Methodology

The Polling

The survey was carried out online by Ipsos Global @dvisor from 24 July– 7 August 2015 in the following 17 countries: Argentina, Mexico, Russia, Saudi Arabia, South Korea, Turkey, Australia, Brazil, Canada, China, France, Germany, Great Britain, India, Italy, Japan and the United States. The survey was also carried out face-to-face in South Africa and Indonesia from 6 August – 25 August 2015.

The total sample size is 9,501 female respondents across all 19 countries. Respondents are aged 18-64 in the U.S. and Canada, and 16-64 in all other countries. Sample sizes range from 301 respondents in Saudi Arabia to 1,022 respondents in South Africa. The average sample size is 500 respondents across all countries. All countries are weighted to 500 when calculating the G20 total figures.

Data are weighted to match the population profile of each country by: age, region and household income.

Questions We Asked

Click a question below to explore a summary of the key findings and see the polling results.

Men have better access to jobs than me?

Almost half of the women questioned, or 48 percent, said men had better access to jobs than they did while only 21 percent did not think this was the case. The poll found that women in Saudi Arabia in particular were concerned about equal access to jobs with 61 percent agreeing or strongly agreeing that men had an advantage.

I have access to the same types of business networks as men?

The poll found that 39 percent of women overall thought they had access to the same types of business networks as men while 24 percent disagreed. Women in Indonesia, Mexico and India were most confident of having the same access to business networks as men while the least confident women were in Japan, South Korea and Italy.

Men have better access to professional development and career growth opportunities than me?

Almost half of the women questioned, or 47 percent, said men did fare better when it came to professional development and career opportunities while 22 percent disagreed. Women in Italy, France and Indonesia were particularly concerned about the lack of level playing field when it came to career opportunities.

It’s as easy for me to start a business as it is for a man?

Over a third of women, or 38 percent, agreed or strongly agreed that it was as easy for them to set up a business as it was for a man while 26 percent did not think this was the case. Women in Mexico , Indonesia, Russia and Turkey were the most confident on this question with more than half of the women polled in those countries agreeing that they had the same opportunities to set up a business as a man.

I am confident that I earn at least the same salary as a man doing the same?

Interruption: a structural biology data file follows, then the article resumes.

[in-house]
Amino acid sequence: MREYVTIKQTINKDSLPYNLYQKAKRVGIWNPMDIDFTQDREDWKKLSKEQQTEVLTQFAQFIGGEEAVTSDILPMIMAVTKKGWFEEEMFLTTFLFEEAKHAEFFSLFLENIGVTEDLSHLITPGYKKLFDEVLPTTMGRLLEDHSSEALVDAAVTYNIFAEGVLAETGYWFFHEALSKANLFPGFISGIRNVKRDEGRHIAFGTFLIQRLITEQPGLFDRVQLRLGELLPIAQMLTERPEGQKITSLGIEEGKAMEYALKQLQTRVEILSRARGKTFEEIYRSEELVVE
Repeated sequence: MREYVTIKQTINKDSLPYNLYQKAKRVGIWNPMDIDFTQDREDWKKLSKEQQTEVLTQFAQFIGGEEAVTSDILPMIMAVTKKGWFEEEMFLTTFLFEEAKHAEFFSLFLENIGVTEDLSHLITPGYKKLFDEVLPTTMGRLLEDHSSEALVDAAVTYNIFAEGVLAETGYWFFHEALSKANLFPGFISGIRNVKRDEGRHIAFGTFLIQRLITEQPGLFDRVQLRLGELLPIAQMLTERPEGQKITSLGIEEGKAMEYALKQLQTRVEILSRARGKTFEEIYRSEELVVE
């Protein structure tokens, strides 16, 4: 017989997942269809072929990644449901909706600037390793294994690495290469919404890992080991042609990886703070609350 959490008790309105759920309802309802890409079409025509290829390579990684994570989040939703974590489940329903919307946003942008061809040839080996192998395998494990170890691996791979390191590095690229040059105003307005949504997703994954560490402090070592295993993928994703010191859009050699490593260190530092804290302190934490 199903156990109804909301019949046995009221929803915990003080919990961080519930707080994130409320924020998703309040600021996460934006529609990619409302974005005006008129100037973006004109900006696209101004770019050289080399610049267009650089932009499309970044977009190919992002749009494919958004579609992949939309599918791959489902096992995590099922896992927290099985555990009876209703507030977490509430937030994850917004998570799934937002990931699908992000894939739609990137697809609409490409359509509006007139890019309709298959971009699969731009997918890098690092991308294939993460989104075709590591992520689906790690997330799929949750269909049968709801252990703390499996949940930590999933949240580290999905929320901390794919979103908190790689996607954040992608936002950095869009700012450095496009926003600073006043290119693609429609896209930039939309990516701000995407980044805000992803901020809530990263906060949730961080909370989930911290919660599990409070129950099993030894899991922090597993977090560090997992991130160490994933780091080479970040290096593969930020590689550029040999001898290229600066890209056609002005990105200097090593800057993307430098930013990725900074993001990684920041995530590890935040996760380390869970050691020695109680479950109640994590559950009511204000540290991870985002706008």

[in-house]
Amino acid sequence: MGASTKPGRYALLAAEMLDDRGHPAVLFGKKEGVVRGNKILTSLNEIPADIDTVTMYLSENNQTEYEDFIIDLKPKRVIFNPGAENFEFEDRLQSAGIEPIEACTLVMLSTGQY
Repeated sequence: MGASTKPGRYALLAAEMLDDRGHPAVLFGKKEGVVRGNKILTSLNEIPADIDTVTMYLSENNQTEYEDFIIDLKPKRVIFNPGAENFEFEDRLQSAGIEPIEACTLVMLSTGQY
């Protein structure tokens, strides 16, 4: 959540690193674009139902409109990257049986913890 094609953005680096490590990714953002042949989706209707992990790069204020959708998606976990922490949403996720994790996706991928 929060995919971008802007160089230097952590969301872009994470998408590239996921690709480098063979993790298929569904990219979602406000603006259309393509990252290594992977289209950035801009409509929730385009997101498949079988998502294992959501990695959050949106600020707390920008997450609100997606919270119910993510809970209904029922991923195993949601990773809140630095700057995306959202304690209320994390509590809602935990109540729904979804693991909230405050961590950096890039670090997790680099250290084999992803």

Only four in every 10 women polled, 40 percent, were confident that they were earning the same salary as a man doing the same job. Women in Japan, Germany and France were the least confident that they were paid equally to men. Women in India and Saudi Arabia were most confident about earning the same as their male peers even though World Economic Forum data showed these 2 countries came last in the G20 on a female to male ratio on earned income.

I can have a family without it damaging my career?

Nearly half of the women polled, or 47 percent, said they could have children without damaging their career while 23 percent disagreed. The women most confident about having a family alongside a career were in Brazil, Indonesia and South Africa while those who were least confident were in Japan, Germany and Britain.

Polling Data

Download the full poll data. *(Zipped Excel documents).

Differences of +/-1 percentage points in combined figures may be due to computer rounding.

Where findings are the same in two or more countries the ranking has been calculated using figures to one or more decimal places.

Statistical Sources

We used some of the best statistics that are publicly available on women in the workplace as we analysed the results of our 2015 poll on the top issues facing G20 women at work. The World Economic Forum’s highly regarded Global Gender Gap Index, last released for 2014, showed that Saudi Arabia, Turkey, South Korea and India were ranked last among the G20 nations when it came to the global gender gap measured by economic participation and opportunity, educational attainment, health and survival and political empowerment. Germany, France, South Africa, Canada, and the United States were the best performing G20 countries. We also looked at the WEF’s female to male ratio of estimated earned income, one component of the overall index.

Figures from the Organisation of Economic Cooperation and Development (OECD) showed the difference in workforce participation in the G20 nations. Canada, Germany, Britain and Australia were the countries with the largest percentage of women in the workforce while Saudi Arabia, India, Turkey and Mexico came bottom of the list.

The Sampling

Approximately 500+ women participated on a country by country basis via the Ipsos Online Panel with the exception of Argentina, Mexico, Russia, Saudi Arabia, South Korea, India and Turkey, where each have a sample approximately 300+. All countries are weighted to 500 when calculating the G20 total figures. The margin of error between two country sample sizes of 500 is roughly 6% at the 95% confidence interval. Data are weighted to match the population profile of each country by: age, region and household income.

The total sample size is 9,501 female respondents across all 19 countries. Respondents are aged 18-64 in the U.S. and Canada, and 16-64 in all other countries. Approximately 45% of the sample was below the age of 35, 33% were between 35 and 49 years old and 23% were between 50 and 64 years old. The income distribution for the overall G20 sample was 33% categorised with a high income, 35% with medium income and 23% with low income.

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